Motorists who drive on Glenmount Avenue can’t decide on whether to drive in the fast lane or the slow lane.

The Summit County engineer is trying to bring some uniformity to how fast motorists should drive. Motorists drive from 25 mph to 55 mph, depending on the portion of the road.

A majority of the road is in Akron and a half mile section is owned by Summit County from Swartz Road to state Route 224 and two small sections on the east side of the road between the state route and Waterloo Road.

The city of Akron has a 25 mph speed limit sign posted. Summit County has no speed limit sign posted.

“An unposted speed limit on a county road is 55 miles per hour, which is set by state statute, unless a county goes through the process we are going through now to reduce the speed limit,” said Heidi Swindell of the engineer’s office. “This section of Glenmount is mixed residential and business, there are homes along the road, but it is not a high-accident area.”

The engineer’s office conducted a speed study at the request of Coventry Township trustees.

“Apparently a resident was having trouble getting out of her driveway because of speeding cars in the higher speed limit of the unposted section,” said township Trustee President David Calderone. “After looking at the area, it seemed reasonable for the speed to be lower and for it to match Akron’s 25 mph speed limit, so we asked the county engineer’s office to evaluate the situation.”

The study concluded that a safe and reasonable speed limit for the entire street is 35 mph. Akron plans to increase its speed limit and the county will lower it so there are no discrepancies.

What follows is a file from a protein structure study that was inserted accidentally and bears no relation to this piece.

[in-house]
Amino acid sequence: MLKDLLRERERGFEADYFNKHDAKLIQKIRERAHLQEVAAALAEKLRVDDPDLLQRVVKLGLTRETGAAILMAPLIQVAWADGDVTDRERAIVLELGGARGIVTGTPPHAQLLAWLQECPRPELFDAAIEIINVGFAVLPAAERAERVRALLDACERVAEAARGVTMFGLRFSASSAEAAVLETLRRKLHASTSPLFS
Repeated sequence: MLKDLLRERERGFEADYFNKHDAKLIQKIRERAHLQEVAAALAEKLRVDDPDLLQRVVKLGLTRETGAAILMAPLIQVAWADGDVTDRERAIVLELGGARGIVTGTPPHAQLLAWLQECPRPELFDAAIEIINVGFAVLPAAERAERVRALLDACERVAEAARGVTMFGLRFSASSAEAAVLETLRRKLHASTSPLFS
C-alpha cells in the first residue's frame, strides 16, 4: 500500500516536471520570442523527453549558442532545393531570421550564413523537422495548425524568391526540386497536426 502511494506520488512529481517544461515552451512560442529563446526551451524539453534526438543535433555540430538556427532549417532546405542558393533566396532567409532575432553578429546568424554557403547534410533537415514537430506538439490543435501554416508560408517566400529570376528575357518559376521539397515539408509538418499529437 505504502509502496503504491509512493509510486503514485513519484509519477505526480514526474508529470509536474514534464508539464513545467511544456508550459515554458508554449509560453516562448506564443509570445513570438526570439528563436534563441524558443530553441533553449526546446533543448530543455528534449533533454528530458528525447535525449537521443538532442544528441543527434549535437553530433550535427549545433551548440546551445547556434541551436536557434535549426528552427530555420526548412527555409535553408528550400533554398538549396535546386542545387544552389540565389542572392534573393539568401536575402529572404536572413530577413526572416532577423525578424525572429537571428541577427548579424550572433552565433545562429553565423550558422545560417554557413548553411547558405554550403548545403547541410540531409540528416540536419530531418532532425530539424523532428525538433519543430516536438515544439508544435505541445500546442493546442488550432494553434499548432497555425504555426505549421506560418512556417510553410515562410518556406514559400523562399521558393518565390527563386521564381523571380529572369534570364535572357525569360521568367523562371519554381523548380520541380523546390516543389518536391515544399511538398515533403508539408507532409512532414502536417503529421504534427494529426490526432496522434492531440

One speed posted

Some residents said they thought the speed limit was 25 mph throughout the entire street because they have only seen one speed limit posted.

“Some of the neighbors are complaining that the speed limit shouldn’t go higher than 25 because there are a lot of children who play in the street around here and sometimes we do see drivers flying down the street who need to slow down,” said Jennifer Johnson, 33. “I think 35 mph is fine. There isn’t that much road to go any faster. One portion of the road is narrow and the other part is wider and more clustered.”

Mary Hazlett, 56, said she’s up and down the road almost every day at all times of the day and always thought the speed limit was 25 mph.

Another resident said he’s lived on Glenmount for 42 years and there’s always been a problem with speeding.

“South of Waterloo Road is just a short piece of Glenmount. You couldn’t pick up speed to 55 mph before you finally reach the end of Glenmount, but on the other side of Waterloo the traffic is heavy on Glenmount and cars do speed,” said Gary Smith, 76, “Glenmount is the artery for southern Summit County coming into Akron. They take Glenmount up to Wilbeth and then they go left or right depending on where they’re heading. They’re only interested in getting to Wilbeth as quick as possible.”

He said changing the speed limit is a poor idea and it might be a challenge for parents because there are a lot of children who live on the street and a nearby school, YMCA-Voris Community Learning Center, at 1885 Glenmount Ave.

The Summit County Council will vote today on legislation to reduce the speed limit to 35.

Swindell said the speed study involved gathering traffic and crash data and evaluating roadway and development conditions. She said the study took several months, because it involved the county, township, city of Akron and the Ohio Department of Transportation.

Marilyn Miller can be reached at 330-996-3098 or mmiller@thebeaconjournal.com.